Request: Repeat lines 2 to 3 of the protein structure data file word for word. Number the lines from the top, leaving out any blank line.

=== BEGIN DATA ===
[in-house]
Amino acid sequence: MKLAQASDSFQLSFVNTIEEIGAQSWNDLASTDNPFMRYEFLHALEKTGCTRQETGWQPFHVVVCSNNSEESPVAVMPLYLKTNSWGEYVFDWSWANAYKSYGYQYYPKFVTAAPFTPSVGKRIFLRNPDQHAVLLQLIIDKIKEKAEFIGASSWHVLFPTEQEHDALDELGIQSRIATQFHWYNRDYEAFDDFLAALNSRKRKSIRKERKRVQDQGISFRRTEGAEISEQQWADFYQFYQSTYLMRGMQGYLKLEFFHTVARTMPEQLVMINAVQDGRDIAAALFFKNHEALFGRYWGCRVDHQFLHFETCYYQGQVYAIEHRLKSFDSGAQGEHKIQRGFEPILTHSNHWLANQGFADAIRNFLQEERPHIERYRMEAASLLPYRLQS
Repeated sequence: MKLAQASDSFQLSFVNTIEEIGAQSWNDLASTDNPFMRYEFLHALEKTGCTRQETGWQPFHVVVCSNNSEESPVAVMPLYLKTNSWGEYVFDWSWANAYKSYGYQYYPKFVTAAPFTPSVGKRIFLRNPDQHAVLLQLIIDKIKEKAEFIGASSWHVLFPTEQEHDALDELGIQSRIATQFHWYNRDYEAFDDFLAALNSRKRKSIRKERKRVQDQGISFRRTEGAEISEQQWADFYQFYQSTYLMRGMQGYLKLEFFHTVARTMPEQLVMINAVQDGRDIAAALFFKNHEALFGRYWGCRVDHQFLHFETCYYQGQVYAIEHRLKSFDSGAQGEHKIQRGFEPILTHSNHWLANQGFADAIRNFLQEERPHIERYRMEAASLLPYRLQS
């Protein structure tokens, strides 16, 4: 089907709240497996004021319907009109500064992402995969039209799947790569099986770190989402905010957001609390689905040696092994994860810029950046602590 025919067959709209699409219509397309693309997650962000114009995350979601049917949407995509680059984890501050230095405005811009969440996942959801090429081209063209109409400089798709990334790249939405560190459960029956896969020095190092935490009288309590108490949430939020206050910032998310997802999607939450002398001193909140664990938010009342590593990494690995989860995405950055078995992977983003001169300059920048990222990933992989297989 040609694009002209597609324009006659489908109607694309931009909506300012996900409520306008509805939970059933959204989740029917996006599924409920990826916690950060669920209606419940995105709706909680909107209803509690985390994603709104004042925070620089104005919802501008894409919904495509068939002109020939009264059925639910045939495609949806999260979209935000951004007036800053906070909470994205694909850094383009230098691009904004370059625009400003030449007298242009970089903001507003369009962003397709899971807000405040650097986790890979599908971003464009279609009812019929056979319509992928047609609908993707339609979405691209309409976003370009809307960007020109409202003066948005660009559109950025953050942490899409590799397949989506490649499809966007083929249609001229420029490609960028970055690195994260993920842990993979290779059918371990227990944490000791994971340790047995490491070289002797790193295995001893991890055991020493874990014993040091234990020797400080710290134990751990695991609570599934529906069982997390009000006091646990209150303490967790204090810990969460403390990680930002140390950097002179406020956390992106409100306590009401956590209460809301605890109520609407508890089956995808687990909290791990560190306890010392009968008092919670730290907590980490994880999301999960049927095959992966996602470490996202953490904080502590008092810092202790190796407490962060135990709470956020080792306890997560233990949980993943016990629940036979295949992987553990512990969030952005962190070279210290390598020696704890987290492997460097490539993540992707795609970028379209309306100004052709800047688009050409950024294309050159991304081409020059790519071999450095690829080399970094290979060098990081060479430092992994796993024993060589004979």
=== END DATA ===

Amino acid sequence: MKLAQASDSFQLSFVNTIEEIGAQSWNDLASTDNPFMRYEFLHALEKTGCTRQETGWQPFHVVVCSNNSEESPVAVMPLYLKTNSWGEYVFDWSWANAYKSYGYQYYPKFVTAAPFTPSVGKRIFLRNPDQHAVLLQLIIDKIKEKAEFIGASSWHVLFPTEQEHDALDELGIQSRIATQFHWYNRDYEAFDDFLAALNSRKRKSIRKERKRVQDQGISFRRTEGAEISEQQWADFYQFYQSTYLMRGMQGYLKLEFFHTVARTMPEQLVMINAVQDGRDIAAALFFKNHEALFGRYWGCRVDHQFLHFETCYYQGQVYAIEHRLKSFDSGAQGEHKIQRGFEPILTHSNHWLANQGFADAIRNFLQEERPHIERYRMEAASLLPYRLQS
Repeated sequence: MKLAQASDSFQLSFVNTIEEIGAQSWNDLASTDNPFMRYEFLHALEKTGCTRQETGWQPFHVVVCSNNSEESPVAVMPLYLKTNSWGEYVFDWSWANAYKSYGYQYYPKFVTAAPFTPSVGKRIFLRNPDQHAVLLQLIIDKIKEKAEFIGASSWHVLFPTEQEHDALDELGIQSRIATQFHWYNRDYEAFDDFLAALNSRKRKSIRKERKRVQDQGISFRRTEGAEISEQQWADFYQFYQSTYLMRGMQGYLKLEFFHTVARTMPEQLVMINAVQDGRDIAAALFFKNHEALFGRYWGCRVDHQFLHFETCYYQGQVYAIEHRLKSFDSGAQGEHKIQRGFEPILTHSNHWLANQGFADAIRNFLQEERPHIERYRMEAASLLPYRLQS